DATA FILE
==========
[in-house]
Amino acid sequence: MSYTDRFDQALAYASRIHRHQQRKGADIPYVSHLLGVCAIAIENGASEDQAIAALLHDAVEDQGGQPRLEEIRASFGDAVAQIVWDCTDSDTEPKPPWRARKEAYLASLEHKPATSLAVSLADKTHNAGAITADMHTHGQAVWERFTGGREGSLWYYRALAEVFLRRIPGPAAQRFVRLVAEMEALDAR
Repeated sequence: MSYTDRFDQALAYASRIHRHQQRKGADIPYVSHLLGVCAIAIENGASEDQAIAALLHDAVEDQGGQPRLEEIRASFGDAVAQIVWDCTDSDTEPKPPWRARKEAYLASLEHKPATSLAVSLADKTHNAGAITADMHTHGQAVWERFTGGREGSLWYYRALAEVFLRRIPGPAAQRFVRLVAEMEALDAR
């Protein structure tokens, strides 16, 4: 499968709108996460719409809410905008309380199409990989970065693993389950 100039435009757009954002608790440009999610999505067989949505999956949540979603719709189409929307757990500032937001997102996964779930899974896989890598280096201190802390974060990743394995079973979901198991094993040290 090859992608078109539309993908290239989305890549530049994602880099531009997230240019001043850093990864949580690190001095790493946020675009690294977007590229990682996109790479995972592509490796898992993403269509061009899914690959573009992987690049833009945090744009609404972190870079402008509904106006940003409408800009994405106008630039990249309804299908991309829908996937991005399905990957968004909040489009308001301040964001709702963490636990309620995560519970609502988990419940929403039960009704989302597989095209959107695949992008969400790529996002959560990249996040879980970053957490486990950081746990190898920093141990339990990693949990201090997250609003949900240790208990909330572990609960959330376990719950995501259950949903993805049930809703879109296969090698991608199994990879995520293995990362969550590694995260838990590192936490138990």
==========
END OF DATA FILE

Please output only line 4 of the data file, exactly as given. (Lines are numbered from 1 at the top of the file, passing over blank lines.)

């Protein structure tokens, strides 16, 4: 499968709108996460719409809410905008309380199409990989970065693993389950 100039435009757009954002608790440009999610999505067989949505999956949540979603719709189409929307757990500032937001997102996964779930899974896989890598280096201190802390974060990743394995079973979901198991094993040290 090859992608078109539309993908290239989305890549530049994602880099531009997230240019001043850093990864949580690190001095790493946020675009690294977007590229990682996109790479995972592509490796898992993403269509061009899914690959573009992987690049833009945090744009609404972190870079402008509904106006940003409408800009994405106008630039990249309804299908991309829908996937991005399905990957968004909040489009308001301040964001709702963490636990309620995560519970609502988990419940929403039960009704989302597989095209959107695949992008969400790529996002959560990249996040879980970053957490486990950081746990190898920093141990339990990693949990201090997250609003949900240790208990909330572990609960959330376990719950995501259950949903993805049930809703879109296969090698991608199994990879995520293995990362969550590694995260838990590192936490138990």